Whatever is fitted in any sort to excite the ideas of pain, and danger, that is to say, whatever is in any sort terrible, or is conversant about terrible objects, or operates in a manner analogous to terror, is a source of the sublime; that is, it is productive of the strongest emotion which the mind is capable of feeling. I say the strongest emotion, because I am satisfied the ideas of pain are much more powerful than those which enter on the part of pleasure.
In Burke’s terminology, the “passions which concern self-preservation, turn mostly on pain and danger” (55). To make circumstances appear terrible, however, obscurity is necessary. “All privation is great because they are all terrible: Vacuity, darkness, solitude, and silence. Low and intermittent sounds and shadows bring about feelings of the sublime. Above all, the actions of the mind are affected by the sublime.”
Sir Uvedale Price considered the nature of the sublime, but argued in a line consistent with ideas of the picturesque.
Kant says that sublimity does not reside in anything of nature, but only in our mind, insofar as we can become conscious that we are superior to nature within, and therefore also to nature without us (so far as it influences us). Everything that excites this feeling in us, e.g., the might of nature that calls forth our forces, is called then (although improperly) sublime. Only by supposing this idea of the sublimity of that Being which produces respect in us, not merely by the might that it displays in nature, but rather by means of the faculty which resides in us of judging it fearlessly and of regarding our destination as sublime in respect of it. (“Of the Dynamically Sublime in Nature”; Adams, Critical 396). In Kant, “the mind feels itself set in motion in representation of the sublime in nature; this movement, especially in it inception, may be compared with a vibration with a rapidly alternating repulsion and attraction produced by one and the same Object. The point of excess for the imagination is like an abyss in which it fears to lose itself.” (“Analytic of the Sublime” 107, qt’d in Thomas Weiskel’s The Romantic Sublime 105)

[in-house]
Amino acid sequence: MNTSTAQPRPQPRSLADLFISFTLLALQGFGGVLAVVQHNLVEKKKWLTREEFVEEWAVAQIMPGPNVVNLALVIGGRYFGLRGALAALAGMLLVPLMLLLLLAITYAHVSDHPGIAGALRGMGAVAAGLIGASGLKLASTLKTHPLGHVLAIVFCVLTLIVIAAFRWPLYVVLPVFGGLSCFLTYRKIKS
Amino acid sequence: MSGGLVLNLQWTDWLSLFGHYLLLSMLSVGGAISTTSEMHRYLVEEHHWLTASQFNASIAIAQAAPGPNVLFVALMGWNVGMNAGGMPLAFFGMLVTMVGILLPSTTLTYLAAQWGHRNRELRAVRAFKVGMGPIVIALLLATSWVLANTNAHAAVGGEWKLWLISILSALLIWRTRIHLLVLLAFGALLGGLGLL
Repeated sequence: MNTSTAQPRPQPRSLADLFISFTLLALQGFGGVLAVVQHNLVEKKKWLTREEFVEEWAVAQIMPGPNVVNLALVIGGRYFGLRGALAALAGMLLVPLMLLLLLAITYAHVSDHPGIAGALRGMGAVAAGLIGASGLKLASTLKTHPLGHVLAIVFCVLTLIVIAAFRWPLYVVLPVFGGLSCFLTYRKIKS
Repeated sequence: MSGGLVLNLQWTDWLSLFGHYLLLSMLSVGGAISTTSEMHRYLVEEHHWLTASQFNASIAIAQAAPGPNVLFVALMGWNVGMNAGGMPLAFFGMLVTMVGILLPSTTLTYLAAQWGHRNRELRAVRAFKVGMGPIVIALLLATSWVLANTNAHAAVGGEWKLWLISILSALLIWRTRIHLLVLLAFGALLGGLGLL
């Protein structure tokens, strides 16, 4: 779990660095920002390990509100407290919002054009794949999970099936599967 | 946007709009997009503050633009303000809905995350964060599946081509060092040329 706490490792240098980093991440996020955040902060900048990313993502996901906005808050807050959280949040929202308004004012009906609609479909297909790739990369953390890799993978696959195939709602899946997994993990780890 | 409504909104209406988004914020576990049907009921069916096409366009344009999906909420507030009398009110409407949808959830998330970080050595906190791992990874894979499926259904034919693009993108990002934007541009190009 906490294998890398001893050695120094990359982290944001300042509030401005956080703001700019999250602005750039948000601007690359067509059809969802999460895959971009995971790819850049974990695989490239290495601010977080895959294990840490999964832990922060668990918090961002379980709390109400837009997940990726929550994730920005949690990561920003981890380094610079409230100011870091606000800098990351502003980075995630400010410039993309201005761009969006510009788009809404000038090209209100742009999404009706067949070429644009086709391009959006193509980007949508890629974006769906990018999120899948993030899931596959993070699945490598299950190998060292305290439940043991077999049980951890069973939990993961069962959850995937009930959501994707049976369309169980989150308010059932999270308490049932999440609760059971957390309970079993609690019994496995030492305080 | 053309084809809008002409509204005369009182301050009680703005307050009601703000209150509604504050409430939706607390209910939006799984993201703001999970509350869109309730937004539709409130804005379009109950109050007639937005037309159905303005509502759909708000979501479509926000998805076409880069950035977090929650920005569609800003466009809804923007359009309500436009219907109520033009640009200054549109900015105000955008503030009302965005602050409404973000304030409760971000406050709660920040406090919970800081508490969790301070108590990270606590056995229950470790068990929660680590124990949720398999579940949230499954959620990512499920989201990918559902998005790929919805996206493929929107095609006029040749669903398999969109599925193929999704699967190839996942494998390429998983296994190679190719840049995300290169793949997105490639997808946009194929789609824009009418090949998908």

Wordsworth on the sublime and the Beautiful: in speaking of seeing the mountains of Langdale pike–
Let me then invite the Reader to turn his eyes with me towards that cluster of Mountains at the Head of Windermere; it is probable that they will settle ere long upon the Pikes of Langdale and the black precipice contiguous to them. If these objects be so distant that, while we look at them, they are only thought of as the crown a comprehensive Landscape; if our minds be not perverted by false theories, unless those mountains be seen under some accidents of nature, we shall receive from them a grand impression, and nothing more. But if they be looked at from a point which has brought us so near that the mountain is almost the sole object before our eyes, yet not so near but that the whole of it is visible, we shall be impressed with a sensation of sublimity.–And if this analyzed, the body of this sensation would be found to resolve itself into three component parts: a sense of individual form or forms; a sense of duration; and a sense of power. . . . A mountain being a stationary object is enabled to effect this in connection with duration and individual form, by the sense of motion which in the midst accompanies the lines by which the Mountain itself is shaped out” (351-2). . . .Individuality of form is the primary requisite; and the form must be of that character that deeply impresses the sense of power. And power produces the sublime whether as it is thought of as a thing to be feared, to be resisted, or that can be participated. To what degree consistent with sublimity power may be dreaded has been ascertained; but as power, contemplated as something to be opposed or resisted, implies a twofold agency of which the mind is conscious, this state seems to be irreconcilable to what has been determined, exists in the extinction of the comparing power of the mind, & in intense unity.(356).
“Imagination . . . so called / Through sad incompetence of human speech” (Prelude 6.592-93). Human sight rises in intensity from memory through salience tot he occlusion of the visible. Imagination also rises “like an unfather’d vapour” to target man’s fight to remain autonomous and self-reliant.